I was an insomniac for decades. I’d listen to others getting sleep in nearby rooms as I lay staring at the dark ceiling, talking and singing to myself, tossing and turning. I generally felt discomfort in my skin as I lay there growing more concerned that there was something really wrong with me.

I’m not an insomniac anymore. In fact, I now get a lot of really good sleep most of the time. And though I’ve worked on myself my whole life to become healthier in every way possible, there is still ONE singular thing that I need to do on the more rare occasion when I struggle to fall asleep.

Here it is:

I STAY IN BED IN THE QUIET, DARKNESS OF MY ROOM AND I DON”T TRY TO FALL ASLEEP.

I’ll explain: Years of studying how the brain works has taught me that the moment any of us starts TRYING to do something, the more we trigger our own stress response. The more stress we experience in our brain and body, the less likely it is that we will successfully carry out what it is we are trying to do. (That’s why I apply this tip of “not trying” to many things in my life.)

There are 5 REALLY EASY things I do instead of trying to fall asleep:

  1. I focus on the physical comfort given to me by my bed. When thoughts come into my head, as they frequently do, I focus back on the physical experience I am having of the bed: its support, warmth, softness, snugness…the sensory feeling or texture of the pillows, sheet, blanket, and mattress.
  1. I breathe consciously in through my nose and fill my belly with air.
  1. I find the part of my body that feels the most anchored in the bed.
  1. I tell myself I am getting my rest. I remind myself of how wonderful it is that I am not on my feet in the doing of my day. Rather, I am getting to lie down in a comfortable bed with a cushy pillow with my feet up, my bottom anchored and my breath regulating me nicely.

5. I repeat. The brain needs lots of repetitious practice of these interrupting alternatives to the thoughts that keep us from resting. As we interrupt thoughts that keep us awake and replace them with sensory tools that keep us focused on the resources we have right here in this moment, we train the brain – we literally rewire the brain – for healthier habits that support deep, restorative sleep.

Sleep

Here are some important facts: 30 per cent of adults in the US are sleep deprived, according to the Centers for Disease Control (CDC); 48 per cent of Americans are plagued by insomnia, according to the National Sleep Foundation (NSF); a plethora of research points to sleep deprivation as one of the most important causes of numerous illnesses from depression and high blood pressure, to heart disease and obesity; restful sleep is necessary for the synaptic pruning, or cleaning out of, inefficient or ad hoc neural pathways in order to make room for taking in and synthesizing new information (learning); sleep is how the brain makes the physical space necessary for us to think more clearly, focus more intently, make better decisions, and regulate emotions with greater ease.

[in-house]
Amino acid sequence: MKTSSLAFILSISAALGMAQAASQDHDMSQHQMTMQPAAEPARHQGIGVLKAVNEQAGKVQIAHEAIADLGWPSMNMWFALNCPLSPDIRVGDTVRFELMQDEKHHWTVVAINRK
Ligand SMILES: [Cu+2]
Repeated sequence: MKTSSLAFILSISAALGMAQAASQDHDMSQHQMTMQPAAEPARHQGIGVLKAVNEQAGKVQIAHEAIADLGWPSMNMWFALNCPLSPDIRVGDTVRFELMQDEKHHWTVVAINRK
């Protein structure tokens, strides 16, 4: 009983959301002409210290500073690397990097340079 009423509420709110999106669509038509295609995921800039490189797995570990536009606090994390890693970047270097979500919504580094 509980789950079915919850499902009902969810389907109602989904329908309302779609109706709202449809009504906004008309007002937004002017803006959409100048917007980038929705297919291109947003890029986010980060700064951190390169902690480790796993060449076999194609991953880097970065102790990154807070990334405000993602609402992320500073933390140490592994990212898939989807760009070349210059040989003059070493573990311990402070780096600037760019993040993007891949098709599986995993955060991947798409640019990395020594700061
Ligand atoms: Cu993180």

More great tips from impressive researchers in the field of sleep:

  1. NAP: even a 10-minute nap makes a big difference. I don’t fall sleep during these brief “naps,” but when I can, I put my earplugs in, my eye-patch on, and I lay on my bed for 10 minutes. I end up surprisingly refreshed and capable of my next task, when just minutes before, I desperately wondered how I was going to pull it off. Even if you did this sitting up, bottom on the floor, back leaning into the wall, this minutes-long sensory break from sights and sounds gives the brain a healthy reboot any time of day.
  1. CHOOSE A CALMING FOCUS like the sensory tools I mentioned OR a sound (like “om”), a word (like “peace”), or a phrase (like “my mind is at ease”). Repeat the calming focus you’ve chosen, aloud or silently, as you inhale through your nose and fill your belly with air.
  1. REPLACE THOUGHTS WITH DREAMLIKE IMAGERY: see yourself in a beautiful setting, protected by an imaginary force field of love, light, or some other form of energy that feels good.
  1. DON’T FORGET TO CUT OUT STIMULANTS like caffeine, nicotine, and technology. Turn off all devices so that lights, hums, bings, dings, and buzzes won’t affect you.

There is truly NOTHING more important to our health – mental, physical, emotional, spiritual, relational, you name it – than sleep. We live longer, stronger, happier, more connected lives when we get a truly restful sleep. I wish you the peace of slumber, more than anything else I could wish for you, because of the VAST difference it makes to every area of your life. Please try at least one NEW thing that you’ve read here today and have sweet dreams.

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